- The maintenance debtor’s working tools and objects essential for the exercise of their profession or professional training are also exempt from seizure, unless the maintenance debtor indicates that they may be seized, if the enforcement is for the payment of their purchase price or the cost of their repair, or if they are seized as tangible assets of a commercial establishment;
- Also exempt from seizure are assets that are household essentials in the actual home of the party against whom enforcement is sought, except if the enforcement is for payment for the items themselves or cost of their repair.
Sums of money or bank deposits resulting from satisfaction of a claim immune from seizure are immune from seizure, on the same terms as the original claim.
When a maintenance claim is recovered, the aforementioned rules on absolute and relative seizability apply.
As a rule, when it comes to property partially seized during maintenance enforcement, the amount that can be seized is higher than in enforcement founded on other claims, as will be explained below.
Partially seizable assets
Two-thirds of the net salaries, wages, periodic amounts received as retirement pension or any other social benefits, insurance, accident indemnity, annuity, or payment of any kind that ensure the maintenance debtor's sustenance are unseizable.
This unseizability has a maximum limit equivalent to three national minimum wages at the time of each seizure and a minimum limit, when the maintenance debtor has no other income, equivalent to one national minimum wage. When the outstanding debts are for maintenance, an amount equivalent to a full non-contributory pension cannot be seized.
When seizing money or bank balances, the amount equivalent to the national minimum wage is unseizable or, in the case of maintenance obligations, the amount equivalent to a full non-contributory pension.
The unseizability laid down for salaries, wages or periodic payments cannot be combined with the unseizability laid down for money or bank balances.
If the aforementioned rules on seizability are not complied with, the maintenance debtor may object to the seizure.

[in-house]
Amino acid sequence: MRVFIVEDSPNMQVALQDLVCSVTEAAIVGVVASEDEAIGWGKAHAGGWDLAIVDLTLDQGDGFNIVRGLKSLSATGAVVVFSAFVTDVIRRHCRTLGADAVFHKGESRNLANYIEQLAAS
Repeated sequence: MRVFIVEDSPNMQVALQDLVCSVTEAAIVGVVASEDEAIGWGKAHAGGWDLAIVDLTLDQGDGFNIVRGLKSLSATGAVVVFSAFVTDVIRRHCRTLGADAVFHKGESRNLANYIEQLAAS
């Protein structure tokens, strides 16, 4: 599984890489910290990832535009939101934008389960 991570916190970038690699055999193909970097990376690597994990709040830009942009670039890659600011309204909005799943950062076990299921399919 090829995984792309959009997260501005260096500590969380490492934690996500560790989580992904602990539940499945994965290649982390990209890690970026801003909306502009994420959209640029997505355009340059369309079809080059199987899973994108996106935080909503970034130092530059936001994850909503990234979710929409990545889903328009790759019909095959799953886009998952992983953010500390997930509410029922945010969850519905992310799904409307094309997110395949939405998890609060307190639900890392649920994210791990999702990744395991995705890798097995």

Periods of limitation
The limitation period for maintenance claims is laid down in Articles 303, 310, 313, 314, 320 and 323 of the Civil Code.
The Portuguese Civil Code lays down a limitation period of five years for overdue maintenance payments (Article 310(f) of the Civil Code). So, five years after the due date of the maintenance payments, the right to these payments is prescribed due to non-use. The limitation period is interrupted by a summons for legal proceedings concerned with maintenance payments. For their part, the maintenance debtor may waive the limitation after expiry of the limitation period. Since it is a presumptive limitation period, it may be rebutted by express or tacit admission. The court may not of its own motion supply a limitation period; in order to be effective, it must be invoked.
In the case of child maintenance, the limitation period does not start or run while the child does not have a representative. Even if the child has a representative, the limitation period does not come to expire earlier than one year from the date on which the child reached the age of majority.
Portuguese civil procedural law does not lay down a limitation period after which the maintenance creditor can no longer bring maintenance enforcement proceedings. Prescribed maintenance payments may therefore be subject to enforcement. In this case, the court may not be aware, ex officio, of the prescription. In order to be effective, the prescription must be invoked by the maintenance debtor, who may object to enforcement on that basis.
Objection to seizure
Articles 784 and 785 of the Code of Civil Procedure lay down the following rules:
The general time limit for challenging seizure is ten days from the maintenance debtor being notified of the seizure. The general time limit for challenging enforcement is 20 days from the maintenance debtor being summoned.
In the case of special maintenance enforcement, the maintenance debtor is summoned in respect of the enforcement action only after the seizure, award or assignment of income has taken place. Along with the summons, they are notified of the seizure that has already taken place.
In the case of pre-enforcement hearings in juvenile court, the maintenance debtor is notified before the assignment of income is ordered but may not lodge a challenge. They may only provide documentary evidence of payment.
12 Is there an organisation or an authority which can help me to recover maintenance?
In the case of child maintenance, the Public Prosecutor is entitled to bring the respective proceedings for the setting of maintenance. Anyone may notify the Public Prosecutor of the need to set or adjust child maintenance. For this purpose, the Public Prosecutor has a front desk service in every court.
13 Can organisations (government or private) advance the payment of maintenance wholly or partly in the debtor's place?
Yes, in the case of child maintenance. It is known as the Guarantee Fund for Maintenance due to Minors (Fundo de Garantia de Alimentos Devidos a Menores, hereinafter referred to as ‘the Fund’). The Fund is managed by the Social Security Financial Management Institute IP (Instituto de Gestão Financeira da Segurança Social IP).
The maintenance guarantee for children is regulated by Law 164/99
The Fund is responsible for ensuring the payment, up to a certain limit, of maintenance due to minors. The payment is made by order of the court with jurisdiction.